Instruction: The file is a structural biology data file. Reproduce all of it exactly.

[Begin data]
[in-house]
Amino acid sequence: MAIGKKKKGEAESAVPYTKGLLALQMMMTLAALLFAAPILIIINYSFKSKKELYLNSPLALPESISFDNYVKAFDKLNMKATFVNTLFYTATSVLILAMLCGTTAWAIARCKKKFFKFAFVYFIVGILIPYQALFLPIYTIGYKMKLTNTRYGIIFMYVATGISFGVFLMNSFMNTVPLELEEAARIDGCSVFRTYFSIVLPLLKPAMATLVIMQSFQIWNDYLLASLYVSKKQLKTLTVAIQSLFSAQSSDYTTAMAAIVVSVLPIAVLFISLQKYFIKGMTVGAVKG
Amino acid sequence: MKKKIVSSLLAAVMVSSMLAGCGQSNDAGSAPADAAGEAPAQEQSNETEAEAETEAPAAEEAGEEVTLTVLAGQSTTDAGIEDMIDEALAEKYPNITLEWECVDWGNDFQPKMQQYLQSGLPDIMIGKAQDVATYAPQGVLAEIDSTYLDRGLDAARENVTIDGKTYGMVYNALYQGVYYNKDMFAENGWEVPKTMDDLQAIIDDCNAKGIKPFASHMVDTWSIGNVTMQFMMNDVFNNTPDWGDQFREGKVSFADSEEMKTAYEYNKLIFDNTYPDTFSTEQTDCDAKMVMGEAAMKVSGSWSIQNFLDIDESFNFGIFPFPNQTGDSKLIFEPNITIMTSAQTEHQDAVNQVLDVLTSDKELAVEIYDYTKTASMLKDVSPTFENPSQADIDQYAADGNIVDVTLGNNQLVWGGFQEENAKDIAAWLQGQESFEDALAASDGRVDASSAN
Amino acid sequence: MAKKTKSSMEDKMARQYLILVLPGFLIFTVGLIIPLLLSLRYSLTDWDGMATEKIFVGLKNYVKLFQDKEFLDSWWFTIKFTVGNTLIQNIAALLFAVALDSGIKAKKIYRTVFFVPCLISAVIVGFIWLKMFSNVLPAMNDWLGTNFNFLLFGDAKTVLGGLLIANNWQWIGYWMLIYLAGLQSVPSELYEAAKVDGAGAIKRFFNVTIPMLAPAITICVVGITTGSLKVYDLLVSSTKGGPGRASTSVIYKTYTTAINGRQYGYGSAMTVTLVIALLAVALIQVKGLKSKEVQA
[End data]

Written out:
[in-house]
Amino acid sequence: MAIGKKKKGEAESAVPYTKGLLALQMMMTLAALLFAAPILIIINYSFKSKKELYLNSPLALPESISFDNYVKAFDKLNMKATFVNTLFYTATSVLILAMLCGTTAWAIARCKKKFFKFAFVYFIVGILIPYQALFLPIYTIGYKMKLTNTRYGIIFMYVATGISFGVFLMNSFMNTVPLELEEAARIDGCSVFRTYFSIVLPLLKPAMATLVIMQSFQIWNDYLLASLYVSKKQLKTLTVAIQSLFSAQSSDYTTAMAAIVVSVLPIAVLFISLQKYFIKGMTVGAVKG
Amino acid sequence: MKKKIVSSLLAAVMVSSMLAGCGQSNDAGSAPADAAGEAPAQEQSNETEAEAETEAPAAEEAGEEVTLTVLAGQSTTDAGIEDMIDEALAEKYPNITLEWECVDWGNDFQPKMQQYLQSGLPDIMIGKAQDVATYAPQGVLAEIDSTYLDRGLDAARENVTIDGKTYGMVYNALYQGVYYNKDMFAENGWEVPKTMDDLQAIIDDCNAKGIKPFASHMVDTWSIGNVTMQFMMNDVFNNTPDWGDQFREGKVSFADSEEMKTAYEYNKLIFDNTYPDTFSTEQTDCDAKMVMGEAAMKVSGSWSIQNFLDIDESFNFGIFPFPNQTGDSKLIFEPNITIMTSAQTEHQDAVNQVLDVLTSDKELAVEIYDYTKTASMLKDVSPTFENPSQADIDQYAADGNIVDVTLGNNQLVWGGFQEENAKDIAAWLQGQESFEDALAASDGRVDASSAN
Amino acid sequence: MAKKTKSSMEDKMARQYLILVLPGFLIFTVGLIIPLLLSLRYSLTDWDGMATEKIFVGLKNYVKLFQDKEFLDSWWFTIKFTVGNTLIQNIAALLFAVALDSGIKAKKIYRTVFFVPCLISAVIVGFIWLKMFSNVLPAMNDWLGTNFNFLLFGDAKTVLGGLLIANNWQWIGYWMLIYLAGLQSVPSELYEAAKVDGAGAIKRFFNVTIPMLAPAITICVVGITTGSLKVYDLLVSSTKGGPGRASTSVIYKTYTTAINGRQYGYGSAMTVTLVIALLAVALIQVKGLKSKEVQA